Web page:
Lion International Bank (LIB) reported a modest
increase in profit after tax of 43.7 million Br for
the 2010/11 fiscal year; a 10.4pc increase from last
year. However, the earning per share (EPS)
shareholders would receive decreased by 12.9pc t0
4.4 Br per value of 25 Birr shares.
This is due to the difference in the rate of
increase in profit and paid up capital, according to
Abdulmena Mohammed, accounts manager for Portobello
Group Ltd, a London-based holding company with
subsidiaries in property investments and
The paid up capital of the bank increased by 43pc to
292.7 million Br, while profits after tax by 10.4pc.
When measured on Return on Equity (ROE) and Return
on Asset (ROA), both numbers showed a decline. ROE
for the fiscal year declined to 12.4pc, which must
have been due to the big increase in paid up
capital, while ROA declined to 2.4pc, mainly due to
increase in total assets by 32.5pc, according to
“The increase in capital should at least bring a
comparable level of return with the existing
capital, otherwise the return of shareholders always
decline,” he told Fortune. “Lion is a highly liquid
bank with a strong capital base, for which the
management of the bank should design a mechanism to
better improve the returns of its shareholders.”
Lion’s capita, as measured by Capital Adequacy Ratio
(CAR), went up 53pc from 42pc the previous year,
which is almost seven times more than the minimum
8pc the central bank has set.
The president of the bank, Negussu Gebregzabhir, who
was appointed right before the fiscal year ended in
June, 2011, agrees with this.
“We understand that a lot has to be done in order to
reverse this situation,” he told Fortune. “Although
excess capital has a negative effect when it comes
to shareholders’ returns, it can also help the bank
in maximizing its profit in the future.”
Shareholders of the bank are expected to approve the
amount of money to be paid in dividends when the
bank holds its fourth annual shareholders meeting on
October 29, 2011. In the previous fiscal year, they
approved 20 million Br, receiving dividends for the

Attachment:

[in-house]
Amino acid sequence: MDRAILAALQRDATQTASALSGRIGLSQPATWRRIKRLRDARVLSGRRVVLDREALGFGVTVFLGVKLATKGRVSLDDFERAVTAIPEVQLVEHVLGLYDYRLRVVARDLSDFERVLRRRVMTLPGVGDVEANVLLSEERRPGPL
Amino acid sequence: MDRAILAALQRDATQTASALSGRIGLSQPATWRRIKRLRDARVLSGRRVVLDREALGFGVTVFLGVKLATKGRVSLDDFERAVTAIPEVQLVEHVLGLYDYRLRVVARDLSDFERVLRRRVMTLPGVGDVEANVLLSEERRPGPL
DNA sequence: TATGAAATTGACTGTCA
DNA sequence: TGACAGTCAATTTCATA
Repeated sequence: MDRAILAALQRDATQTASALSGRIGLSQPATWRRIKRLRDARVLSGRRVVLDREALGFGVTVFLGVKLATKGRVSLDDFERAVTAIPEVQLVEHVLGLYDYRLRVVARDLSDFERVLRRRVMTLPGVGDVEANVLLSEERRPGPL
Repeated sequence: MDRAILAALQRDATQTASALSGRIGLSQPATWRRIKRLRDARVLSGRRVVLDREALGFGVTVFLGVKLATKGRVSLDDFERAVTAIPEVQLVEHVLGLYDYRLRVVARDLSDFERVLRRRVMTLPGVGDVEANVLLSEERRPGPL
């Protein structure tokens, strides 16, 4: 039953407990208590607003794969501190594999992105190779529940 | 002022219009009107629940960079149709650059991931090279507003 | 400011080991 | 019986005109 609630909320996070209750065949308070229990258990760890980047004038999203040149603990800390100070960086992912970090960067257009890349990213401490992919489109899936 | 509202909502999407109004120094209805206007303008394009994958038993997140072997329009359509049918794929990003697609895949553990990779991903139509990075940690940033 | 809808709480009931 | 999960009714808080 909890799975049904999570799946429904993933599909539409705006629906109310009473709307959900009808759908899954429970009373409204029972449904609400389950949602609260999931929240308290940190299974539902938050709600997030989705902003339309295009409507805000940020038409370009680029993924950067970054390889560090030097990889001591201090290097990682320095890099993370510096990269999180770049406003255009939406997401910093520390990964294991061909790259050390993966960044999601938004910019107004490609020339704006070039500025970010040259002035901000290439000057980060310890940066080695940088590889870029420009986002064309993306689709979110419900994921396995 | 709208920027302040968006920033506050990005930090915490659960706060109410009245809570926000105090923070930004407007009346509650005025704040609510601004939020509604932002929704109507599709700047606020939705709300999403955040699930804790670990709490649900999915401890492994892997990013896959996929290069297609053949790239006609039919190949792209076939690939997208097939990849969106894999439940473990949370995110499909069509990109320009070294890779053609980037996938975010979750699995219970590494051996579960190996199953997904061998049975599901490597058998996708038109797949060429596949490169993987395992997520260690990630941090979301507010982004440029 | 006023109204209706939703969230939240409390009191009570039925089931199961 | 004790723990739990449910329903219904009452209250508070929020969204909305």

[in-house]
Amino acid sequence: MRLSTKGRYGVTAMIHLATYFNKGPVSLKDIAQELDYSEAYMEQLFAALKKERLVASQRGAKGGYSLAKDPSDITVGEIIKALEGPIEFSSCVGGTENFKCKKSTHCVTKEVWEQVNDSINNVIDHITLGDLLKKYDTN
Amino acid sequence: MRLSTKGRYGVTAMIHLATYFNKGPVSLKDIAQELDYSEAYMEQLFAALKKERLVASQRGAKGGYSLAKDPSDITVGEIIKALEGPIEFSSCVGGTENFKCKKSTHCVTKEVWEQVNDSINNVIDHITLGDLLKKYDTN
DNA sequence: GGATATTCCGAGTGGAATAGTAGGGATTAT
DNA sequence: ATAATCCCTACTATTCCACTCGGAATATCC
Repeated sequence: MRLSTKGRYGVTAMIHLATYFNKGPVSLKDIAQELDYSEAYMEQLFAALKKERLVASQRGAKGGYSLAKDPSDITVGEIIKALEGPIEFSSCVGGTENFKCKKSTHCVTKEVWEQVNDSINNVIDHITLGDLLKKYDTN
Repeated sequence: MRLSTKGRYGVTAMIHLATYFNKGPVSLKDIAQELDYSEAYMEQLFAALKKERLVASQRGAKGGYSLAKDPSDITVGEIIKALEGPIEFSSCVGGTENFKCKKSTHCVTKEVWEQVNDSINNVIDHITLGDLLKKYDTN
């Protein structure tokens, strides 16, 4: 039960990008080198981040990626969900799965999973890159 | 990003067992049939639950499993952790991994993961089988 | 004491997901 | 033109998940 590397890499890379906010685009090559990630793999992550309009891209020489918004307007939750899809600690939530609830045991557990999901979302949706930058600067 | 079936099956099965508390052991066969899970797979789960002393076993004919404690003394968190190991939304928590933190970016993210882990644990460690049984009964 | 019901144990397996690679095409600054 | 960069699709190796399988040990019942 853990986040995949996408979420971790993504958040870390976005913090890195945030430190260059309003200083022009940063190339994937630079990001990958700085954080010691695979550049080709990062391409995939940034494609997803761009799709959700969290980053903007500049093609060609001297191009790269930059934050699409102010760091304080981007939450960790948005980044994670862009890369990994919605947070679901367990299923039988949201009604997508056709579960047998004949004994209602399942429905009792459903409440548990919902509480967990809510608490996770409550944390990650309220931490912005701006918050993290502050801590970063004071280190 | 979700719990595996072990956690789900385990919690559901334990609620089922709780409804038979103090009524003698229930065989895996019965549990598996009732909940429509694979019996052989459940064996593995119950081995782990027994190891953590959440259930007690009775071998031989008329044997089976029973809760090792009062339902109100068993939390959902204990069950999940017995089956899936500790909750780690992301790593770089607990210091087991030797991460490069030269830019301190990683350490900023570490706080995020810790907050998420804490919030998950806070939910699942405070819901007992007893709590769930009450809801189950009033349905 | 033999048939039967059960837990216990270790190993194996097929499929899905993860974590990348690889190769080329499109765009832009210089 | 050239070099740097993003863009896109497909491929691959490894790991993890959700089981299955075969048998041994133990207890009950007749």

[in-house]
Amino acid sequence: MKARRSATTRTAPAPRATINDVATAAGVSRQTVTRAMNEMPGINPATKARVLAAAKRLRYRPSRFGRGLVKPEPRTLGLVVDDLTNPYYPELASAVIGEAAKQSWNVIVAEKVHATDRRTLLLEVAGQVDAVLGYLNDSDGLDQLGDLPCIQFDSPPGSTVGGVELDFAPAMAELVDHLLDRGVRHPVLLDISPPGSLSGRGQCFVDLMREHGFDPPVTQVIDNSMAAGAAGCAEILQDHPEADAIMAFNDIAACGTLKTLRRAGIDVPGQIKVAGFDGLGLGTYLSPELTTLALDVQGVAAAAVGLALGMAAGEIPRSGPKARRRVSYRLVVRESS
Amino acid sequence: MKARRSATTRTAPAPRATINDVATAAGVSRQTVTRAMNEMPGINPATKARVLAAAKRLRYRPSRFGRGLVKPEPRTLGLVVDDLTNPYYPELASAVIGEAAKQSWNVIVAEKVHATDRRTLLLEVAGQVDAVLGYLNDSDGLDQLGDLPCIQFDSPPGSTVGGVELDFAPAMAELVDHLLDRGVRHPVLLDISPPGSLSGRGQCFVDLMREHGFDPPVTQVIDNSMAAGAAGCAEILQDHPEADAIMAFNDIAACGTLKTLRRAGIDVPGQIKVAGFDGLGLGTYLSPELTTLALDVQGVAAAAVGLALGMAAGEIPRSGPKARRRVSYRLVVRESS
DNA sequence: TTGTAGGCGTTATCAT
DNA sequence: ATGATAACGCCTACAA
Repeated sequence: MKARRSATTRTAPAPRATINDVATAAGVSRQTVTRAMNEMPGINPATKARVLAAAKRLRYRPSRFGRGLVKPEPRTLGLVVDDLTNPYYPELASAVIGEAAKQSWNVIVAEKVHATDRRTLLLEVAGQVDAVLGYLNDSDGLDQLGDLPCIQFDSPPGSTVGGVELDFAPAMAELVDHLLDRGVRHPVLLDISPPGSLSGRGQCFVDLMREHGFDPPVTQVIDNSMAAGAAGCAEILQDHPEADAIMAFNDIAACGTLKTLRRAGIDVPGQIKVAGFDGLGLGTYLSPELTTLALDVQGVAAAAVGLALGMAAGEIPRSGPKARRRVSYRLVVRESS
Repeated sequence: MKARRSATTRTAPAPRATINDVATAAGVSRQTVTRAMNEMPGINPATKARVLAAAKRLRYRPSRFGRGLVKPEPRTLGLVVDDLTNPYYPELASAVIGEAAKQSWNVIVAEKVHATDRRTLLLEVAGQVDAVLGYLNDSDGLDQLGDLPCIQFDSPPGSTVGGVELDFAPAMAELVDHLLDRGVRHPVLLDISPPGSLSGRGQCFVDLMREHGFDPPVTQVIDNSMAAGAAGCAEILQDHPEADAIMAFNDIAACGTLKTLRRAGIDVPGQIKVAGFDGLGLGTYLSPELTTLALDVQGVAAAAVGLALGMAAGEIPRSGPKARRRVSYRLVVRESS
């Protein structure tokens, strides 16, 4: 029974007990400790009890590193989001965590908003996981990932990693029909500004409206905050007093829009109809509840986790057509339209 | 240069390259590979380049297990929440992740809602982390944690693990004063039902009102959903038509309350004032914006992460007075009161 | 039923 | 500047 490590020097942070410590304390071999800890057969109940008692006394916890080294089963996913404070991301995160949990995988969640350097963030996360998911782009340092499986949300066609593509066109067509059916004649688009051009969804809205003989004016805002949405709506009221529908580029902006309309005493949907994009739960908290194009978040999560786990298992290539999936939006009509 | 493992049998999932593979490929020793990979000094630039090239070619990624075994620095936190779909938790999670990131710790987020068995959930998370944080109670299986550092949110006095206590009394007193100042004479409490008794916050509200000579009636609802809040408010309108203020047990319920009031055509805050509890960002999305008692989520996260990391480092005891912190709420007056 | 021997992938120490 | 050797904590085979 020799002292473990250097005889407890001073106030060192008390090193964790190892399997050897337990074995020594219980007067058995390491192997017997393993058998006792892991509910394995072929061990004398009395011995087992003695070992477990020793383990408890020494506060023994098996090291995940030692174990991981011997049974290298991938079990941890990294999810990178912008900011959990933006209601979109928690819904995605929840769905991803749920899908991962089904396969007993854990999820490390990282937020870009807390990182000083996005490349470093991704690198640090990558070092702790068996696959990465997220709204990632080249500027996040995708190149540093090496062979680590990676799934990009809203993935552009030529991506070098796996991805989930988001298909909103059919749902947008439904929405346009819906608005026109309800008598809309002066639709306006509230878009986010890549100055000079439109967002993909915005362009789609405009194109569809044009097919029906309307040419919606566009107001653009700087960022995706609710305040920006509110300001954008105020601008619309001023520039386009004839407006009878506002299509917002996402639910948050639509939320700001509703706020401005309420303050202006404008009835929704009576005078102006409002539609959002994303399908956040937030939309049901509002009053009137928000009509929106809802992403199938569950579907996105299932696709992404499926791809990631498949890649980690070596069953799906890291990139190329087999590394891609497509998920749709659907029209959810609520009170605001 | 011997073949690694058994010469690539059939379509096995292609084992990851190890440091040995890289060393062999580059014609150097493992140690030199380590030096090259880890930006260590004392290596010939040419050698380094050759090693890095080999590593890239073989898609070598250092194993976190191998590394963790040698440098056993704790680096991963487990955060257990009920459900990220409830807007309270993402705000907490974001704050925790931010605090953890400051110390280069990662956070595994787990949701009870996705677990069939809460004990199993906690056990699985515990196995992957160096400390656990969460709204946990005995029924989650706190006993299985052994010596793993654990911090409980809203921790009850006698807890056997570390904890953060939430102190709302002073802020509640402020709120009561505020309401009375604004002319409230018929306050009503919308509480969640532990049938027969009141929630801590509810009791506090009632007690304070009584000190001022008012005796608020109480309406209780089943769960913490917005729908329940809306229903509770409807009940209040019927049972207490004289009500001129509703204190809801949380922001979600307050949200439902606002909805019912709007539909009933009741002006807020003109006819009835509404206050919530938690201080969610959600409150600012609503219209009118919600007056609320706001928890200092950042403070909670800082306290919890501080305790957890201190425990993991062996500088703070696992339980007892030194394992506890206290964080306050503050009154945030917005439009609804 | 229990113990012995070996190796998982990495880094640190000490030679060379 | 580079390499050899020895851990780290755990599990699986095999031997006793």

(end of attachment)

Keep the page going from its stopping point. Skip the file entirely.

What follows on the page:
first time since the establishment of the bank in
For the bank, which registered a three million Br
profit after tax in the 2008/09 fiscal year and
managed to increase it by 970 pc to 39.6 million Br
in the subsequent year, this year’s performance of
the bank falls below the achievements of private
banks who have been around as long as LIB.
Oromia International Bank (OIB), which started
operation in October 2008, recorded 56.8 million Br
profit after tax (unaudited), 29pc increment from
the previous year, while Cooperative Bank of Oromia
(CBO), which began operation in 2005, managed to
increase its profit after tax by 95pc from 25
million to 48.8 million Br (unaudited) in 2010/11.
Despite being modest, the performance of the bank
was achieved in a challenging financial environment
for banks, according to Negussu.
“The windfall tax on banks and central bank’s
directive mandating us to buy government bonds using
27pc of all loans we give out has affected our
performance,” he told Fortune.
Despite the increment in loans and advances by 16pc
from 574.5 million to 666.5 million Br, the bank’s
loan-to-deposit ratio declined to 51.4pc from
“This must have been due mainly to the investment in
government bonds amounting to 164.9 million Br,
“according to Abdulmena. “However, the modest
increment in loans and advances contributed
considerably to the increment in interest income by
LIB, which started operations with a paid up capital
of 176.6 million Br, managed to increase its net
income from interest from 36.7 million Br to 48.6
Collecting such an amount of income from interest
under the circumstances might be the result of a
higher lending interest rate charged by the bank,
according to Abdulmena.
The bank president disagrees.
“The bank’s lending interest rate is always
determined by the interaction of supply and demand
in the market,” he told Fortune. “Therefore, our
interest rate is the same as other private banks.”
The bank enjoyed a 34.4pc increase in interest
income, which reached Birr 75.77 million Br, and
fundamentally contributing to the total revenue of
113.3 million Br. At the same time, Lion managed to
reduce the provision for bad loans and advances
significantly from 4.57 million Br to 324,000 Birr.
This has contributed an approximate 8.5pc increase
to the total revenue.